China’s Restless Workers

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China’s Restless Workers

Labor strikes are rising in China as weak demand sees factories shutter and workers’ pay cut.

China’s Restless Workers
Credit: Depositphotos

Strikes in China’s manufacturing sector are rising amid a shaky domestic economic recovery and a global economy still weighed down by the war in Ukraine and the effects of the COVID-19 pandemic.

Chinese manufacturers in industries from electronics to garment manufacturing have faced lower earnings on the back of weaker global consumer demand this year. Many factories have closed or mothballed production without paying their staff severance pay or other benefits. Still others are experiencing difficulties paying meeting their regular payroll obligations. Chinese websites and social media accounts have posted complaints of layoffs and stagnant or falling wages, and examples of job advertisements using discriminatory language or listing illegal requirements.

As a result, the first half of 2023 has seen an increasing number of small-scale incidents of worker unrest across China’s coastal industrial hubs in the Pearl River and Yangtze River Deltas, where China’s work force of rural migrant laborers is concentrated. Hong Kong-based rights group China Labor Bulletin recorded 140 strikes across China from January-May 2023, the highest number since the same period in 2016, when 313 strikes were reported.

China Labour Bulletin collects its own data on strikes, largely pulled from social media posts. The group estimates they only hear about 5-10 percent of the total strikes that actually occur. Any official figures are heavily guarded by the CCP.

Manufacturers typically employ migrant workers on informal or temporary contracts, leaving them vulnerable to labor abuses like unpaid overtime or rounds of sudden layoffs or pay cuts. China does not allow independent trade unions, which might tackle such abuses; all recognized labor organizations must join the umbrella All-China Federation of Trade Unions (ACFTU).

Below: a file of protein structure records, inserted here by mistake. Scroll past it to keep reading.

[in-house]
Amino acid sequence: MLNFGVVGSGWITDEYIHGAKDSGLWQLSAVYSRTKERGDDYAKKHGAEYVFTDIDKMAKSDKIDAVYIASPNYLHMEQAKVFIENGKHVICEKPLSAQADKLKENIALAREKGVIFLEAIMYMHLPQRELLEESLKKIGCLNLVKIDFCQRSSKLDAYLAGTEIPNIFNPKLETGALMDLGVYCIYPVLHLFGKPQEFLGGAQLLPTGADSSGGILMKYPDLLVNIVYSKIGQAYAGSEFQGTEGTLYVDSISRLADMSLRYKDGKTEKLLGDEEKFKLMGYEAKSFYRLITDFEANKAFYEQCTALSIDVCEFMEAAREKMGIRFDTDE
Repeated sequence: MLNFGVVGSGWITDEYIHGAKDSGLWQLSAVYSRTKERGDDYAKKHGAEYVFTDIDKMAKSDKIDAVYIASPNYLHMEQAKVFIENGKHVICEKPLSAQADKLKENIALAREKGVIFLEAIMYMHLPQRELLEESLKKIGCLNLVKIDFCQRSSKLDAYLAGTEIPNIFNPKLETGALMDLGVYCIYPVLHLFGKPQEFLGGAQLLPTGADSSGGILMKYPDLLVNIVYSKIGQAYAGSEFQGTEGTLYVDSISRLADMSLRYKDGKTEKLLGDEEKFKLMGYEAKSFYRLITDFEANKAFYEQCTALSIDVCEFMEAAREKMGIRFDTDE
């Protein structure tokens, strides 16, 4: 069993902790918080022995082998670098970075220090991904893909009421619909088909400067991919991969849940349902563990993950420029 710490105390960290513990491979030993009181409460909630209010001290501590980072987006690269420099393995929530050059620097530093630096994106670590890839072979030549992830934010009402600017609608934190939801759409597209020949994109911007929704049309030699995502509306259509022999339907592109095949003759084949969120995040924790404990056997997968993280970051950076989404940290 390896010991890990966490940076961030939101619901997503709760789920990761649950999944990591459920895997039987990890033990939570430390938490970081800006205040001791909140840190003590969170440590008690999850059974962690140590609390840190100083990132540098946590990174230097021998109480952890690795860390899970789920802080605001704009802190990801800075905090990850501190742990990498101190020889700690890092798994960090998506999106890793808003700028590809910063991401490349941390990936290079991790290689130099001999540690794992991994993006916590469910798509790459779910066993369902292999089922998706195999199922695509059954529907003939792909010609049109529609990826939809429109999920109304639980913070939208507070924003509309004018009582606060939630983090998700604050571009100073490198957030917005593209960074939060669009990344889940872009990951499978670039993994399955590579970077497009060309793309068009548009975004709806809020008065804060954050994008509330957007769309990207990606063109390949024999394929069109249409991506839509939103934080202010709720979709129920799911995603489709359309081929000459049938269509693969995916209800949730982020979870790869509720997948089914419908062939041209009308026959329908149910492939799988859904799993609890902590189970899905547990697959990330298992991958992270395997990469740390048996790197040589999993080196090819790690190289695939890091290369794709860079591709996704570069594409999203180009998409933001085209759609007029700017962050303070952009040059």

Under this arrangement, migrant workers often struggle just to secure the legal benefits to which they are entitled from companies, such as social insurance and housing fund payments. Company-level enterprise unions are often accused of failing to stand up for their members’ rights. Instead, migrant workers frequently find themselves pushed by local government officials into labor arbitration with their companies over unpaid benefits or other grievances.

The ACFTU takes much the same approach, with legal remedies through the courts being the default model of conflict resolution between Chinese workers and companies. The Chinese security forces are quick to break up protests and strikes, while social media censorship removes evidence of labor disputes from China’s internet.

It is thus unlikely that the current wave of localized labor unrest in China will escalate to an industry-, city- or province-wide level, given the Chinese Communist Party (CCP)’s lack of tolerance for any sort of independent and organized political or social movement. Workers’ grievances over money and other issues may see the number of strikes continue to escalate back toward 2016 levels, but they will remain small, isolated incidents involving specific complaints, which lack any connection to a broader workers’ movement.

A few incidents, however, could break through to wider public consciousness, either in China or globally, such as last year’s protests over pay and COVID-19 controls at Apple supplier Foxconn’s Apple iPhone plant in the Chinese city of Zhengzhou. That disruption led to significant supply chains issues for Apple and may have helped spur the company to diversify its manufacturing base away from dependence upon China.

The Foxconn unrest was also an early precursor to the broader “White Paper” protests of late 2022, which saw Chinese residents take to the streets in the thousands to denounced the government’s zero COVID policy. The protests provided a rare example of collective action forcing a policy change in China. The central government quickly scrapped the stringent COVID-19 quarantine and testing rules, even while moving to arrest those suspected of taking part in the demonstrations.